Hardcover, 433 pages
Published: September 12, 2006 by Knopf (1st published 2006)
This vivid, absorbing, and — at times — excruciatingly painful novel, set in Nigeria during the 1960s, revolves around twin sisters. Olanna and Kainene are the daughters of a wealthy Igbo chief and businessman.
It alternates among three points of view. Ugwu is houseboy to Olanna’s lover, Odenigbo, a revolutionary professor. Ugwu comes from a village where a corrugated iron roof on a mud hut is a tremendous luxury, so he revels in the relative opulence of Odenigbo’s modest house. Odenigbo’s home becomes a salon where local intellectuals gather to talk, and Ugwu, who is keenly intelligent, absorbs everything going on around him. We also see the story through Olanna’s eyes and from the point of view of Richard, Kainene’s English expatriate lover.
The author deftly navigates the perspectives of these three people, from vastly different backgrounds, portraying Nigeria in a time of a brutal civil war and genocide. She brilliantly describes the progression of the war and how it affects everyone, from peasants to a wealthy chief’s family. Watching their suffering increase, I felt the tightening fear, helplessness, frustration, and outrage. This effect is heightened by unforgettable images: ragged soldiers holding fake wooden rifles, sick, malnourished babies with thinning hair and swollen bellies, and the head of a murdered girl, hair lovingly braided, which her mother carries in a basket.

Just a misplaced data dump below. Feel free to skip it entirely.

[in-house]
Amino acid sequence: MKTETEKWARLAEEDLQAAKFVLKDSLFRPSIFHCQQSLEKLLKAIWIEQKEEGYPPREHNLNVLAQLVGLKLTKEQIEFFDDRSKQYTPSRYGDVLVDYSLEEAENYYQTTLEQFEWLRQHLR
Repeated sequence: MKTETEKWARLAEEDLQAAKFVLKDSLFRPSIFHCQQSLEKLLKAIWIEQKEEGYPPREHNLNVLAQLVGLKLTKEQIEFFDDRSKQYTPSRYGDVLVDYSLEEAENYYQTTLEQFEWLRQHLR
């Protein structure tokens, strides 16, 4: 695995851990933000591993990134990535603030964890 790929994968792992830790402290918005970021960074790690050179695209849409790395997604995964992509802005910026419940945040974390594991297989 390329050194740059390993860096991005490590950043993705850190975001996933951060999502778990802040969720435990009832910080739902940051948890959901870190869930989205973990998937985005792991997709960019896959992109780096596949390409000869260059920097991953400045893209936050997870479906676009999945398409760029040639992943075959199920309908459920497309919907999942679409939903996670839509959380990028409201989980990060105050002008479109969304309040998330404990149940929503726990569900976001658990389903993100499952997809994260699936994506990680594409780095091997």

The author’s gorgeous use of language, the suspense, and the flow of the story are absorbing. Even more compelling is its complex and jarringly believable exploration of grief, loss, and human evil. The story reveals many shades of grief. We see the kind that swallows you and cripples you. And we see people learning of deaths and continuing as if nothing happened, because tragedy has simply become part of the fabric of daily life. This novel explores variations of evil, from murder and cruelty to staying silent, in another part of the world, while atrocities take place. We also get a glimpse of a heinous crime committed by a character who is not evil. This is ugly and painful, but it helps the reader better understand humanity.
This is a brilliant novel, with deeply flawed characters who are vividly painted, moments of sensuality and joy, and a picture of evil and suffering that is gut-wrenching, but also illuminating. It does what phenomenal novels do — it helps us understand humanity, and our history, a bit better by taking us on a journey that is both foreign and wrenchingly familiar.